Based on the results of laboratory findings, buffaloes were diagnosed as suffering with acute fulminating form of Balantidium coli infection. Buffaloes treated with injections oxytetracycline @ 20 mg/kg body weight, intravenously, twice in a day for three days; injection ketoprofen @ 1.1 mg/kg body weight intramuscularly once in a day for two days; injection metronidazole @ 20 mg/kg body weight intravenously twice in a day for seven days. Fluids were administered (5% dextrose normal saline and ringers lactate) @ 20 ml mg/kg body weight intravenously for the first three days. Supportive therapy was given with oral boli containing Saccharomyces and Lactobacillus twice in a day [4,5].

By the third day of therapy, improvement was observed in the passing of the dung and its consistency. On the 5th day of the treatment, dung was free from the parasitic cysts and dysentery was subsided. After completion of seven days of therapy animals were recovered by improving the feed intake, free from dysentery with normal dung consistency. Out of seven buffaloes five were recovered from the disease.

Balantidiosis occurs through ingestion of contaminated food or water with cysts. During the course of infection, it can be chronic or acute form. Chronic form is most common and characterized by diarrhea alternating with constipation. Acute form causes perforation of colon, liver abscess and severe mucosal shedding of large intestine. In the present study, demonstration of the parasitic cysts and response to the therapy confirmed the Balantidium coli infection as acute form [6].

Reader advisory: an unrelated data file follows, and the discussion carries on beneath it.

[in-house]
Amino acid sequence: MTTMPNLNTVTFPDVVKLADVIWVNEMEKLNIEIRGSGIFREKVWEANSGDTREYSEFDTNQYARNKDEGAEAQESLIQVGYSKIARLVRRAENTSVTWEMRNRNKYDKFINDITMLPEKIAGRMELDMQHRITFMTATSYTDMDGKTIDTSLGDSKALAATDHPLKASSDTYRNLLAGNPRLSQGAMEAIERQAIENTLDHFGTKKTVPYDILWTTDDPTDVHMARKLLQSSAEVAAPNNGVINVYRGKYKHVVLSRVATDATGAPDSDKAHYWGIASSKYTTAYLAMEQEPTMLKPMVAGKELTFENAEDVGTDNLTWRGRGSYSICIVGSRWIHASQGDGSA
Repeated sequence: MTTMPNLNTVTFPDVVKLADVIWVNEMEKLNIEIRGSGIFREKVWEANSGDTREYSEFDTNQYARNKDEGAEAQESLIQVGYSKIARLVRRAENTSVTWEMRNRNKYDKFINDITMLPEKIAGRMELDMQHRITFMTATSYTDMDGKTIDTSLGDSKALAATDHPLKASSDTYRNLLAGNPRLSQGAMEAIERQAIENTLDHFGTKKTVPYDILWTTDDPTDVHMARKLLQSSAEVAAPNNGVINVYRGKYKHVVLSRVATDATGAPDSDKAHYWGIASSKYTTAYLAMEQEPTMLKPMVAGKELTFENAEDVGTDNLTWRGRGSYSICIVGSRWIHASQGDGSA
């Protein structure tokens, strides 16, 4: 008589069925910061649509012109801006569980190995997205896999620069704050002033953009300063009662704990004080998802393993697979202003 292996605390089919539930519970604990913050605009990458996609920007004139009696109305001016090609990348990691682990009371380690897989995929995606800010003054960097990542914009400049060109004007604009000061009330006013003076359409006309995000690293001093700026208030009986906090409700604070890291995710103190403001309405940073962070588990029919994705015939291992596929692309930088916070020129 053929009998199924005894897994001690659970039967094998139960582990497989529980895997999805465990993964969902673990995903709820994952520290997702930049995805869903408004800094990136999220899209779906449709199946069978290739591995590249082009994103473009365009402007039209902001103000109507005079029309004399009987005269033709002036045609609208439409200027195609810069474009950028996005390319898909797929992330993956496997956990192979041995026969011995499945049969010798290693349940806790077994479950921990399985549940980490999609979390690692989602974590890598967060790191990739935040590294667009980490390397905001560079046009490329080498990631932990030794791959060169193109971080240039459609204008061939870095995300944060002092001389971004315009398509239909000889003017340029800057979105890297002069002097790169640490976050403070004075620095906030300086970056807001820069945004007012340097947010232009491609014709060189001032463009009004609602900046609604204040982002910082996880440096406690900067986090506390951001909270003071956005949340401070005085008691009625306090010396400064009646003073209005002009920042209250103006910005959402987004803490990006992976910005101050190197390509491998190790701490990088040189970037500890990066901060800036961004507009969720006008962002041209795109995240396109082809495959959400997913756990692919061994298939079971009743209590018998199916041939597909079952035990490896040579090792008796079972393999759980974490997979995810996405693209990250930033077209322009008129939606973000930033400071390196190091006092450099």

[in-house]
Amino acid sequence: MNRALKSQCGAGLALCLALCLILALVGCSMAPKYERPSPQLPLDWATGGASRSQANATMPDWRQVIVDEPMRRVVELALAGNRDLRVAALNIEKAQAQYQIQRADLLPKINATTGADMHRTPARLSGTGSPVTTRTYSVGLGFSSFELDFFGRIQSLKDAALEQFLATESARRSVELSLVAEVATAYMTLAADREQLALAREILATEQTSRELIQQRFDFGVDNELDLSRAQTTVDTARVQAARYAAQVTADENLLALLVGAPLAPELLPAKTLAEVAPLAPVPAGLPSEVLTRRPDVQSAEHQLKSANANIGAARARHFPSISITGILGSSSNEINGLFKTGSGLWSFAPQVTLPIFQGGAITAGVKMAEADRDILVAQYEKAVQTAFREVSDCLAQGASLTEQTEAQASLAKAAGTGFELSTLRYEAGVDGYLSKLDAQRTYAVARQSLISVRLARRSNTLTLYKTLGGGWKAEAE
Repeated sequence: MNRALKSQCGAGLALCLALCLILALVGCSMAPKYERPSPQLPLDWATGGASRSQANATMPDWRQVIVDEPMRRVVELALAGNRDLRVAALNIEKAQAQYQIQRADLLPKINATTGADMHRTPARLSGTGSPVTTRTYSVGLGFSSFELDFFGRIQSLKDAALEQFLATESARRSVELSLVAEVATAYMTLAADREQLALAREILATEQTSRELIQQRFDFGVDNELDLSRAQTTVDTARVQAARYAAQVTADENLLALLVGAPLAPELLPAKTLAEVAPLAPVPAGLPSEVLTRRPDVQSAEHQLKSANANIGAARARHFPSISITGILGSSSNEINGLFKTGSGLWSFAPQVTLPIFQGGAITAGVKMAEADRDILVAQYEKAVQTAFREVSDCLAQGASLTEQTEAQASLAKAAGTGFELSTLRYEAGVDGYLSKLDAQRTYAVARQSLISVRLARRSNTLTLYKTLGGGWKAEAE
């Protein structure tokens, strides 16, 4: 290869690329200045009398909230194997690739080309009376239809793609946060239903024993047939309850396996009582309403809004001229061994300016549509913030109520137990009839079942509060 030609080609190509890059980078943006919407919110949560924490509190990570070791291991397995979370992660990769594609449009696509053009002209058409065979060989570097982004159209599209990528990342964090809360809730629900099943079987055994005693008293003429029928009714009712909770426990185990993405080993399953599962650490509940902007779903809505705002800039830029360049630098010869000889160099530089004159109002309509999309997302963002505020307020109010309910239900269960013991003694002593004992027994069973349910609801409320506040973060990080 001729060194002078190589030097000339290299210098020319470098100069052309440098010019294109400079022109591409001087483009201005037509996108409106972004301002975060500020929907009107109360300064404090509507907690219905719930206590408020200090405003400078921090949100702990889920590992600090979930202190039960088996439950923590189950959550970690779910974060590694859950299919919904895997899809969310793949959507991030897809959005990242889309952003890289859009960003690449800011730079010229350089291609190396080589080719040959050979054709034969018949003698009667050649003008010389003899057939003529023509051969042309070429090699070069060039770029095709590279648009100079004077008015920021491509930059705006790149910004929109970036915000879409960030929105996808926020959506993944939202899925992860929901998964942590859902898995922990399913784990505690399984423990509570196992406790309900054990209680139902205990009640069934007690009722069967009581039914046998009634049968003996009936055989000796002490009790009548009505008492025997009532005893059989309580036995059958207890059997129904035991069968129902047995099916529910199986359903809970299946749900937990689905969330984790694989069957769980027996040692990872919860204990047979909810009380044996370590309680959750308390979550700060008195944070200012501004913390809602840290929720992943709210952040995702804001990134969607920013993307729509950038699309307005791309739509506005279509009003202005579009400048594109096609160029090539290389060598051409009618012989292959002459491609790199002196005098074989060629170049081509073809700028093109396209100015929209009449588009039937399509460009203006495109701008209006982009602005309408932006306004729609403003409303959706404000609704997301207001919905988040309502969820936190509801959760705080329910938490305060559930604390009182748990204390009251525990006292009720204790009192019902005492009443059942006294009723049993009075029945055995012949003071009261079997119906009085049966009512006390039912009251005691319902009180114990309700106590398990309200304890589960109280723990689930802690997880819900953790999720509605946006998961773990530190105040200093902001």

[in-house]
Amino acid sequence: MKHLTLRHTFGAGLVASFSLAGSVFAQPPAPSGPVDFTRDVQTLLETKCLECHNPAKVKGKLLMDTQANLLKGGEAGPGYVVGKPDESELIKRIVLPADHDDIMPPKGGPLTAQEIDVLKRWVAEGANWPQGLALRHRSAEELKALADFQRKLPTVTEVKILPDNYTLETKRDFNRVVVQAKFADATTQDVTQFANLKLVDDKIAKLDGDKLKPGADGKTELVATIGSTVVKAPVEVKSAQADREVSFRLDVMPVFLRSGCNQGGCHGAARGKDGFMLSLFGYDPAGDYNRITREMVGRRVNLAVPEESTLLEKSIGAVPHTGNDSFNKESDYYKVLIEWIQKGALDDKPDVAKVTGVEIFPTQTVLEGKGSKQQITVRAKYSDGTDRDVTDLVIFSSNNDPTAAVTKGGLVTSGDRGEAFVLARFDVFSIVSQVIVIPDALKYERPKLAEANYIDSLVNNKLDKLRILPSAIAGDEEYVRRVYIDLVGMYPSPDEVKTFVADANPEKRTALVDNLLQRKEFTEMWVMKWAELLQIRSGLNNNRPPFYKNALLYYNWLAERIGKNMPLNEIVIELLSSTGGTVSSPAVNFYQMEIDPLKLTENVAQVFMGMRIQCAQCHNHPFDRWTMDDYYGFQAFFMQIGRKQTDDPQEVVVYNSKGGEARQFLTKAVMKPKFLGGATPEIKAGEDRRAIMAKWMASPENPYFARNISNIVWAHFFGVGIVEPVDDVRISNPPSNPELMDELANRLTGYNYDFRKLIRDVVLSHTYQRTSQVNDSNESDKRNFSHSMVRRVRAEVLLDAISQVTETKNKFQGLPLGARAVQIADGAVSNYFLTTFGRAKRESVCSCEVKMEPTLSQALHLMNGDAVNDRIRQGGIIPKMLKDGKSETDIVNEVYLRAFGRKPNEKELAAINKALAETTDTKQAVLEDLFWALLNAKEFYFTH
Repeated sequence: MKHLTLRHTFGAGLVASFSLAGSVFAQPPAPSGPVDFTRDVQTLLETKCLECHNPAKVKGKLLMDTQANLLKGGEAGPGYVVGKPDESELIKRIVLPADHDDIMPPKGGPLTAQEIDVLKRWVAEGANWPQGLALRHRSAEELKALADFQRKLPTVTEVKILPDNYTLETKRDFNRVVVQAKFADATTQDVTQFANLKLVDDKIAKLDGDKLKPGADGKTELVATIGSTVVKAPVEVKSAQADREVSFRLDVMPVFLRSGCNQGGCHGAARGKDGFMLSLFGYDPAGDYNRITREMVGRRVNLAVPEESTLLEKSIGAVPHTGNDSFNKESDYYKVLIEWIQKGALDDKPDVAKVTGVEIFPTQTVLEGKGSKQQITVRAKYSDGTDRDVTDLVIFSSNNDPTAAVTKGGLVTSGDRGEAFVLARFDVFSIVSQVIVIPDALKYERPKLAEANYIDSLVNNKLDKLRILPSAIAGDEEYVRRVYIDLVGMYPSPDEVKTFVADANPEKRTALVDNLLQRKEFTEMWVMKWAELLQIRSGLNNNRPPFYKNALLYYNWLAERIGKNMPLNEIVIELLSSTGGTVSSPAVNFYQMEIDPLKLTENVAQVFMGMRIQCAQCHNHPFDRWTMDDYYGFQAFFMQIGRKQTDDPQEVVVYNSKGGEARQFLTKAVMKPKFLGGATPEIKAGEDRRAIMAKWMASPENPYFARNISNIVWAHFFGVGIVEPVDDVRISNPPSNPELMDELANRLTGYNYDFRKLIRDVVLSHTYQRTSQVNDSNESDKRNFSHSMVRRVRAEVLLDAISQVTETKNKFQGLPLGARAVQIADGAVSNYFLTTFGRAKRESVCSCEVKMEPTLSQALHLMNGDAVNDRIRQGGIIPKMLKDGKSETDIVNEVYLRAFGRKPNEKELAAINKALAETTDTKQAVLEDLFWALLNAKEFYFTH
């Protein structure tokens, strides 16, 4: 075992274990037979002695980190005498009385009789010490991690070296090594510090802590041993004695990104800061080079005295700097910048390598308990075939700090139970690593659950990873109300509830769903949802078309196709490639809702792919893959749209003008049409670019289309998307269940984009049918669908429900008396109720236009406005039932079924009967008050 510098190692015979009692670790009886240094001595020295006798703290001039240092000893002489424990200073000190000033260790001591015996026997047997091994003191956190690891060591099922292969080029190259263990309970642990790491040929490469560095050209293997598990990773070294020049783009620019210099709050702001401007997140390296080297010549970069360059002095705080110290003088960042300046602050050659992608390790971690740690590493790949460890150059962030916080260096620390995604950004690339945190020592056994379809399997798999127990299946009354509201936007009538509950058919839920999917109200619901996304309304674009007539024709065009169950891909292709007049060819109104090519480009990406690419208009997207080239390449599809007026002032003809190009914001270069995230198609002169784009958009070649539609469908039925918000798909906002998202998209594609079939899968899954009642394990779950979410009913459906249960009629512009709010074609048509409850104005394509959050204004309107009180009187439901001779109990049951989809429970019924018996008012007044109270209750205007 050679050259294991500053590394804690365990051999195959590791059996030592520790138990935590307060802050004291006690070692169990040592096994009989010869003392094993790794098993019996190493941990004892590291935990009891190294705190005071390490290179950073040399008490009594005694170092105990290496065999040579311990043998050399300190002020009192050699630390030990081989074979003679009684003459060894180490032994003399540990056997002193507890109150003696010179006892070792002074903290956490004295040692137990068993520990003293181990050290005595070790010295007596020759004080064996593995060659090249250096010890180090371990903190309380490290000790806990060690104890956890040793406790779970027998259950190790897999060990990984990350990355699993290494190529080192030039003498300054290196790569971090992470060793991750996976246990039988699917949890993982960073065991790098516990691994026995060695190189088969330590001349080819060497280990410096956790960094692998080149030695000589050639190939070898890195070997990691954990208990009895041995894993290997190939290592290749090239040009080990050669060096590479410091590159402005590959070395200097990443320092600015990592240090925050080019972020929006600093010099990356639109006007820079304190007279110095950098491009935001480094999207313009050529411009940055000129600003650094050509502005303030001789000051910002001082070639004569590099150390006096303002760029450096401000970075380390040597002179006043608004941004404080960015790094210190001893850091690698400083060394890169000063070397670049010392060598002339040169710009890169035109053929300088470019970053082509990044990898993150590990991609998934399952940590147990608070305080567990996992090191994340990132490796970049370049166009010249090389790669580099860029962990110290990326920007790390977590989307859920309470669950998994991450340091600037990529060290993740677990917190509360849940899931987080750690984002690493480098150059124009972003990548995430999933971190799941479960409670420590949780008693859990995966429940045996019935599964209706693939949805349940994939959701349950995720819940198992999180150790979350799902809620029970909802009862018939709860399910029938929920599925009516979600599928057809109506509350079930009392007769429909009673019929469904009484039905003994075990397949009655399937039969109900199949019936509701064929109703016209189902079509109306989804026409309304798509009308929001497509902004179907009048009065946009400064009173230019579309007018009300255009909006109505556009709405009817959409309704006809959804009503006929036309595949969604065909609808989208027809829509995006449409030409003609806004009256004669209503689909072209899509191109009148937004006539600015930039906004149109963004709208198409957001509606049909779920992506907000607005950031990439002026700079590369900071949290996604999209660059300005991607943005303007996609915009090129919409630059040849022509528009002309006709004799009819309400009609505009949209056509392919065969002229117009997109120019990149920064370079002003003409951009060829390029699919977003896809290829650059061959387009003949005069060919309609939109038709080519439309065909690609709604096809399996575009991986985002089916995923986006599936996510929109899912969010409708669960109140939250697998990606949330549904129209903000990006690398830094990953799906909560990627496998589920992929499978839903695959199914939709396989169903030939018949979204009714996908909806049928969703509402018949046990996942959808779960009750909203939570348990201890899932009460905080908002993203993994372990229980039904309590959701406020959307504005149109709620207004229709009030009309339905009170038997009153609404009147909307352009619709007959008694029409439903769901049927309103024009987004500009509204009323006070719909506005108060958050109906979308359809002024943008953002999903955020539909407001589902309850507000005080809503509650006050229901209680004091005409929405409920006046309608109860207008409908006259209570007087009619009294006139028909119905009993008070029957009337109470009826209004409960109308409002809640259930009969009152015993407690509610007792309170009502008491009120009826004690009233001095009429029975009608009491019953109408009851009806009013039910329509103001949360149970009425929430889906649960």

Balantidium coli organisms produce the hyaluronidase enzyme, which enhances the ability of the pathogens to invade into the intestinal mucosa, further leads to the severe enteritis. Because of the sudden development of the enteritis, passing of persistent fetid diarrhea, dehydration, severe loss in the body condition noticed. Transmission of the B. coli reported by the faecal - oral route from the normal host, where it is asymptomatic to the other animals including humans [7]. In the present study, the acute form of disease showed severe necrosis and sloughing of intestine in two cases and these two buffaloes were died on the third day in spite of treatment. Similar type of clinical signs was noticed in the clinical coccidiosis in adult cattle which can be differential diagnosis in adult ruminants with bloody diarrhea [8]. It was reported that a combination of tetracycline hydrochloride and metronidazole plus furazolidone showed 100% elimination of B. coli cysts or trophozoites by the 3rd day of therapy in buffalo calves. Combination of secnidazole and oxytetracycline also reported to be higher efficacy than the metronidazole in some studies [4,5].

In buffaloes, protozoan diseases cause loss of productivity in terms of mortality, reduced milk, and immune suppression. For effective treatment, identification of the type of protozoa causing infection is essential. Several reports are there on B. coli infection in buffaloes and cattle [6,9]. But, information on acute form of Balantidium coli infection was rare and reported here.


Acute form of Balantidium coli infection can usually be diagnosed based on specific features of dung and confirmation by the microscopic examination of the parasitic cysts and trophozoites in the dung. Chronic form or sub clinical form of infection is common in ruminants but, acute form is rare. Balantidiasis was successfully treated with metronidazole along with oxytetracycline and improvement in the condition depends on the severity of infection.


The authors are thankful to the authorities of Sri Venkateswara Veterinary University, Tirupati for providing the facilities to carry out the work.